Even the best teachers can’t erase inequities
As the Michigan Teacher of the Year for 2016, I have the opportunity to build bridges across partisan divides, illuminate effective educational practices and serve as an ambassador between the Michigan Legislature, Department of Education, State Board of Education, educators and students throughout the state. I attend monthly meetings of the Board of Education and report on educational practices I observe in schools from Iron Mountain to Monroe.
The recent teacher sickouts in Detroit have brought renewed interest in the systemic inequity that has existed in Detroit for years. Teachers and their practice have been questioned. However, I agree with a colleague of mine who taught in Chicago Public Schools with me for the first half of my career who says, “Good teaching is good teaching is good teaching,” regardless of the place or the space.
Though my students’ test scores from my last year teaching in Chicago to my first year in Birmingham increased profoundly, I did not dramatically change from an ineffective educator to a highly qualified one. Nor did I derive any sense of accomplishment from those same scores. The reality is that I taught with outstanding, dedicated, talented teachers in Chicago just as I do in Birmingham. I believe our public education systems are wildly inequitable for reasons that are largely beyond the individual or collective control of educators who serve their students on a daily basis.
Poverty matters. There is a one-to-one correlation between any standardized test scores and socio-economic status. Period.
Detroit Public Schools teachers, acting without the advice or consent of their union, have recently staged sickouts to call attention to the deplorable conditions for students and educators in their schools. People have asked for my opinion on these events as the Michigan Teacher of the Year. My response echoes the words of a far more noteworthy servant-leader than me, Pope Francis. Who am I to judge the actions of teachers who are beyond desperation and anger? Who have had wages and benefits cut? Who have actually loaned money to their employer so it could remain financially viable? Who work in conditions unseen and unsafe? Who fear the governor will return the Education Achievement Authority to DPS only to turn the district into the country’s biggest charter school district? Who feel that no amount of discourse can replace the response that their action has elicited from the president of the American Federation of Teachers to the mayor of Detroit to the mainstream media?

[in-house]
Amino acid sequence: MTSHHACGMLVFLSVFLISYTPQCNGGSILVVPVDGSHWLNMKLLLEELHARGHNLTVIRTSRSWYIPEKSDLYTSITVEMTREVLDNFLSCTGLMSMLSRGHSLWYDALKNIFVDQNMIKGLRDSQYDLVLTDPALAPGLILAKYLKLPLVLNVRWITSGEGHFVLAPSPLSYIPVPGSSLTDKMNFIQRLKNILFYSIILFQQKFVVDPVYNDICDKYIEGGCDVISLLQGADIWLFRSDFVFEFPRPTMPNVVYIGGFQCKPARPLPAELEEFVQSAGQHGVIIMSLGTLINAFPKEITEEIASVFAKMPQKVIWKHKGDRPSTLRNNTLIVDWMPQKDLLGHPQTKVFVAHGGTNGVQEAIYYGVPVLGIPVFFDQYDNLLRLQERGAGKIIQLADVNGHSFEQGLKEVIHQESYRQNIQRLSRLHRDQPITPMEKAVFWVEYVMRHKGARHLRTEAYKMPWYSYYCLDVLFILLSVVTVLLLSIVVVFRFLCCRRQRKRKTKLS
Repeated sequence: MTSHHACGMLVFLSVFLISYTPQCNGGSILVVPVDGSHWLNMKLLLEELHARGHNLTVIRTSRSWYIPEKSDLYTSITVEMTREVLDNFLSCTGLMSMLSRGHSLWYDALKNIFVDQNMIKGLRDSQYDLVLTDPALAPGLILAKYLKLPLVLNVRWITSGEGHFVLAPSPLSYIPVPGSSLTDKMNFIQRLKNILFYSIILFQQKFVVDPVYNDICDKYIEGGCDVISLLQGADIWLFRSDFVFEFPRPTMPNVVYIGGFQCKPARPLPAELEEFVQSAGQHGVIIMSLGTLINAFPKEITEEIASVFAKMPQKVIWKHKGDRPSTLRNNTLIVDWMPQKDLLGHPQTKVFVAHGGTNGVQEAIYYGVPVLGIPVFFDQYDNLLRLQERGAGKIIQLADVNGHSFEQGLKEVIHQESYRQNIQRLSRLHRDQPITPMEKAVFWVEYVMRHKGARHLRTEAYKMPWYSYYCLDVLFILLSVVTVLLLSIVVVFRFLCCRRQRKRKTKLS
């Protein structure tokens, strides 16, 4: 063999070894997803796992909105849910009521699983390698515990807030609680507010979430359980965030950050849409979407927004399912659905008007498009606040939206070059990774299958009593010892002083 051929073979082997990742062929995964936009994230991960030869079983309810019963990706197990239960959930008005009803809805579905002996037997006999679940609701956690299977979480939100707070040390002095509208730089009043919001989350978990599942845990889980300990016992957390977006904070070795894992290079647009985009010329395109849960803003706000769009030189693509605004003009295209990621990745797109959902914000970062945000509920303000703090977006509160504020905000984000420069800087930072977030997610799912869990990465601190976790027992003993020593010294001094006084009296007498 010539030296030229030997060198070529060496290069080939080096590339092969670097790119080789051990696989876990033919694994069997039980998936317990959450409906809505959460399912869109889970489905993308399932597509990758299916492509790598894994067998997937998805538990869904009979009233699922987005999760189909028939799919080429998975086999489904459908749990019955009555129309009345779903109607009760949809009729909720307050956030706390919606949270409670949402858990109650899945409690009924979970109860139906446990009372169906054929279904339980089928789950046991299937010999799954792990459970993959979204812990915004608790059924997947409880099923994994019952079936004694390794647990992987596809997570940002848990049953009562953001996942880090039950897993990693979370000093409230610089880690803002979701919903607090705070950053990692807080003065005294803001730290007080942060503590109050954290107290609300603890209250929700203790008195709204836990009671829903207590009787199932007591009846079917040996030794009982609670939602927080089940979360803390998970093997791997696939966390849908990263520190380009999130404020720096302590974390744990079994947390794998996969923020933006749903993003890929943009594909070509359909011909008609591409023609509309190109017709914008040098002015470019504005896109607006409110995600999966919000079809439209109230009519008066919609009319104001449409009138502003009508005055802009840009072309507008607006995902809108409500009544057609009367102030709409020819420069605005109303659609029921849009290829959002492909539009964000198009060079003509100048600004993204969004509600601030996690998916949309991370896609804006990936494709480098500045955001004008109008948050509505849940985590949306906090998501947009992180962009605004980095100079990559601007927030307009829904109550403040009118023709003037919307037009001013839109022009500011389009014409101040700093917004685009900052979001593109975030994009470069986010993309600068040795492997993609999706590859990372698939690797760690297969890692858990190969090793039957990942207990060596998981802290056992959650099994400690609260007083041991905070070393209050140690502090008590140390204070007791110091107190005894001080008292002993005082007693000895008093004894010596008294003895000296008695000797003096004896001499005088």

I am not necessarily anti-choice, nor am I opposed to a reasonable number of not-for-profit charter schools that complement existing public school options. I am convinced that the vast majority of Republicans and Democrats have the best interest of all of the students of the state of Michigan in mind, but obviously differ on the details of systemic reform. I can say with relative certainty that when school choice exists in some communities and not others, that it is not a viable model. A choice between two poor products is a false choice, especially when a child’s future is at stake. If defenders of our current education policy truly value choice, then a student in Detroit should have the ability to go to school in Bloomfield Hills and vice versa.
It is clear that Americans want good public schools in their immediate communities that work. By and large, we have them and have had them for years. The factors that determine the outcomes of standardized test scores have little to do with the dedication, passion and sacrifice that teachers all over the state offer their students on a daily basis. Public education and creative, equitably funded, nimble public education systems must be upheld and cultivated on behalf of all students, everywhere, to help us make Michigan the great state it can and should be.
Rick Joseph teaches at Birmingham Covington School. He was named Teacher of the Year this past May.